Legislation of Note
As the Georgia Chamber staff wraps up our work in the 2017 legislative session of the Georgia General Assembly, here are a few bills that we’re watching in hopes they will be signed into law by Governor Deal. Be sure to view our legislative Scorecard to stay up to date on how your elected officials voted on legislation affecting Georgia businesses.
House Bill 245 by Representative Al Williams (D – Midway)
House Bill 245 requires professional licensing boards and other boards to adopt rules and regulations that allow military spouses and transitioning service members to qualify for certain licenses. This legislation will assist in Georgia’s compliance with the Base Realignment and Closure Committee (BRACC) and help better serve our state’s military families, personnel, and institutions.
House Bill 243 by Representative Bill Werkheiser (R – Glennville)
HB 243 expands the list of locally preempted employee benefits to include scheduled pay. HB 243 is a response to a national push to require employers to pay an employee for work they have not performed due to a last-minute change in schedule.
Local scheduled pay ordinances would also place undue burden on Georgia businesses by requiring them to operate under inconsistent and varying regulations. By preempting scheduled pay, HB 243 maintains that labor policies are best dealt with at the state level, rather than on a case-by-case basis depending on the locality.
House Bill 73 by Representative Penny Houston (R – Nashville)
HB 73 will help incentivize economic growth and investment in some of Georgia’s most economically disadvantaged rural areas. This legislation is an important piece in a larger conversation surrounding the opportunities for economic growth in rural communities throughout Georgia. HB 73 creates innovative tax incentives, tied to sustainable and responsible job creation, to encourage the revitalization of downtown centers across rural Georgia.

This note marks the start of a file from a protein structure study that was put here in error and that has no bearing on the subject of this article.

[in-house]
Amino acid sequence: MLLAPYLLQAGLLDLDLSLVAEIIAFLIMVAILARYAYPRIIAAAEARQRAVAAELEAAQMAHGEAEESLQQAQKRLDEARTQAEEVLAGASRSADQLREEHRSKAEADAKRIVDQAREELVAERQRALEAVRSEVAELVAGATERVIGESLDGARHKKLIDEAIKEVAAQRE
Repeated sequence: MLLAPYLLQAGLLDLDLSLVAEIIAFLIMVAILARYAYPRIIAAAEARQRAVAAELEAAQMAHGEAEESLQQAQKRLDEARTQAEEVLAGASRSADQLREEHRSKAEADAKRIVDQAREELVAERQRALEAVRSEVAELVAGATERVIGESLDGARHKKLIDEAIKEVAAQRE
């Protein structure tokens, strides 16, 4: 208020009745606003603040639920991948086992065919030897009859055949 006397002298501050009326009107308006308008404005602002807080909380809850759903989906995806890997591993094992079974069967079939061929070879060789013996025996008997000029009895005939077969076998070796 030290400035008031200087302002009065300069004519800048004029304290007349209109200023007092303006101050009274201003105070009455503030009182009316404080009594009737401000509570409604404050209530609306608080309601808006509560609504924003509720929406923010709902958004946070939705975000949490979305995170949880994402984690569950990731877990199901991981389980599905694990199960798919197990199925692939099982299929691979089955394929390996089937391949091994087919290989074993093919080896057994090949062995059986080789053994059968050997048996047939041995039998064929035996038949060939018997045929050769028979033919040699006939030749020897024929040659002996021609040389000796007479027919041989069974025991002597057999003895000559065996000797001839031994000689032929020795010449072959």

House Bill 155 by Representative Amy Carter (R – Valdosta)
HB 155, known as the Georgia Music Investment Act, will provide greater opportunity to Georgia’s growing music and entertainment industry. Recognizing the success of Georgia’s current film credit, and the continued opportunities for growth in music and entertainment, the Georgia Chamber supports expanding credits to further develop our state’s creative economy.
HB 155 allows a 15% credit for qualified music productions that begin their tours in Georgia and also adds additional incentives for those occurring in rural areas of the state. The Chamber supports policies that create and encourage job growth in all aspects of our creative economy: film, digital—and through the policies advanced in HB 155—recording projects, live productions and music scoring.
Follow the Georgia Chamber on social media, subscribe to the Chamber Connection, and view all previous 2017 GBAN Legislative Updates, for more information on legislation impacting you and your business.